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Middle East and North Africa best for working women

Staff writer |
The participation of women in the working force declined in the world between 1990 and 2013, but increased in the Middle East and North Africa (MENA).

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The Middle East and North Africa are the regions where the lowest wage differential between men and women with 14%, well below the global average of 24%.

In MENA the wage differential between men and us 14%, global average is 24%.
The data is part of a report released by the United Nations (UN Women), which also shows improvement in other regions of the world. Globally, it went from 52% to 50%. In Latin America and the Caribbean, women's participation increased considerably.

In the Middle East and North Africa, women went from an economic participation of 20% in 1990 to 22% in 2013. Despite the women's small progress, men still have a much higher percentage as working force agents in the region: 75%. This number stood, 25 years ago, at 76%.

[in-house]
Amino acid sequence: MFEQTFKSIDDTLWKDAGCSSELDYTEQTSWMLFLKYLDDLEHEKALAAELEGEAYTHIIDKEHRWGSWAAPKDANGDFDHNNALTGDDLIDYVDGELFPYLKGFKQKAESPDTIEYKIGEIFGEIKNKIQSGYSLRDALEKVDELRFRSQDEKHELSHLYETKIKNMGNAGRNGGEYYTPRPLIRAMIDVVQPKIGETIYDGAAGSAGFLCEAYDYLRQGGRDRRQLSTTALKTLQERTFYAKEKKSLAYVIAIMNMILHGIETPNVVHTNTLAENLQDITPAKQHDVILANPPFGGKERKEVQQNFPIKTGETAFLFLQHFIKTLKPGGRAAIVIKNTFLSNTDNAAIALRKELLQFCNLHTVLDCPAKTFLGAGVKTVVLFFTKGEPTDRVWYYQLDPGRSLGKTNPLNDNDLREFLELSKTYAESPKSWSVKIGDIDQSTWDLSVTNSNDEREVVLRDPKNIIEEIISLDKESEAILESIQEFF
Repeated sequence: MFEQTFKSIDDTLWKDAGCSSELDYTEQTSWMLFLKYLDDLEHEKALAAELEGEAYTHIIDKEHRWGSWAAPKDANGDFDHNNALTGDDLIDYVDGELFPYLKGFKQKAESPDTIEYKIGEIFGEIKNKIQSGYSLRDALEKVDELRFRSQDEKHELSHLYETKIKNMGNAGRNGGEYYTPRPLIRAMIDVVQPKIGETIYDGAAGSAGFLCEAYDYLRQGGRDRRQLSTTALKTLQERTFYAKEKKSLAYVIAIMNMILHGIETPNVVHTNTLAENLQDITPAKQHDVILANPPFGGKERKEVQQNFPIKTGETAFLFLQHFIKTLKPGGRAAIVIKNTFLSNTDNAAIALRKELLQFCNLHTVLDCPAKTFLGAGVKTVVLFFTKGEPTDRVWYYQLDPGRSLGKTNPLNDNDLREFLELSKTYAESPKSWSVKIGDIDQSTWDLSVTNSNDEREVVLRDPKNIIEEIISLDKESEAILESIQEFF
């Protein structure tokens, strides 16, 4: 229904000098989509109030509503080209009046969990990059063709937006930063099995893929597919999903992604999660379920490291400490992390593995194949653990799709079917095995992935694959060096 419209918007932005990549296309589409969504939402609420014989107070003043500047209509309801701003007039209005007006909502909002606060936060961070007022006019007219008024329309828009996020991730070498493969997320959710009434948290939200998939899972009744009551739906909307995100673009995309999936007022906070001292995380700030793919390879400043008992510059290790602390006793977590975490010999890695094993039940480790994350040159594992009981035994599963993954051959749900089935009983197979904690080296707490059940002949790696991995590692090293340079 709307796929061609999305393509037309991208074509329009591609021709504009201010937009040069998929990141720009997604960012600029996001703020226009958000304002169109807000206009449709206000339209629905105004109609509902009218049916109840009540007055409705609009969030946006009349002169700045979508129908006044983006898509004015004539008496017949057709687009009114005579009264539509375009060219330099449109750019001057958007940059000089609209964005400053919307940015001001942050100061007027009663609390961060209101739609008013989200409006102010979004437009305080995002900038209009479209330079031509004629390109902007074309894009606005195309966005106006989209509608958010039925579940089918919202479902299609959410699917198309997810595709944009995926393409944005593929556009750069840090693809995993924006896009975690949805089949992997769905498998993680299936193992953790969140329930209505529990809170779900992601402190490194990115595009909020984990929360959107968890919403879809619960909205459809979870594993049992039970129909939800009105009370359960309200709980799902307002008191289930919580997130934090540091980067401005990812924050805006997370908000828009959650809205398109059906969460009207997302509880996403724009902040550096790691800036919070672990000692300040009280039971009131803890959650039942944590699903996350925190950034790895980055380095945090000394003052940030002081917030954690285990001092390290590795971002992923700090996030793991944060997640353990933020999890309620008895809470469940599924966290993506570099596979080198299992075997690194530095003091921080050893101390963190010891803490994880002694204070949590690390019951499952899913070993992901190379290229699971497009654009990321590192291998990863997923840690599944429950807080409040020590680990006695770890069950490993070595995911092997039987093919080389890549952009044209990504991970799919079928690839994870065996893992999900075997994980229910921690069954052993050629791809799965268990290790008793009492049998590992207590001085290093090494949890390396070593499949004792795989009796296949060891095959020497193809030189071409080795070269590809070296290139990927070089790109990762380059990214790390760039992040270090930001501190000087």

In Latin America and the Caribbean the improvement was greater than in MENA. Women were 40% of the working force and improved to 54%, according to data from the United Nations.

There was a decline in the women's presence in the economies of South, Central and East Asia, Central and East Europe and the Pacific, but an increase in the Middle East and North Africa, Latin America and the Caribbean, developed countries and sub-Saharan Africa. The greatest improvement came from Latin American countries.

Among the declining percentages, the lowest of them came from East Asia and the Pacific, where women had a participation of 69% and dropped to 62%.

In Latin America and the Caribbean, the wage differential between genders stands at 19%, the second lowest. The highest one happens in South Asia.

In the survey, the United Nations suggests a series of actions to be taken for the transformation of the world economy with consideration to women's rights. The first one is to create more and better jobs to women. "The participation of women in the working force stagnated all around the world", says the report. The UN also suggests the reduction of occupational segregation and wage differential between genders, since women occupy only 33% of the management positions against 63% of the administrative and supports posts.


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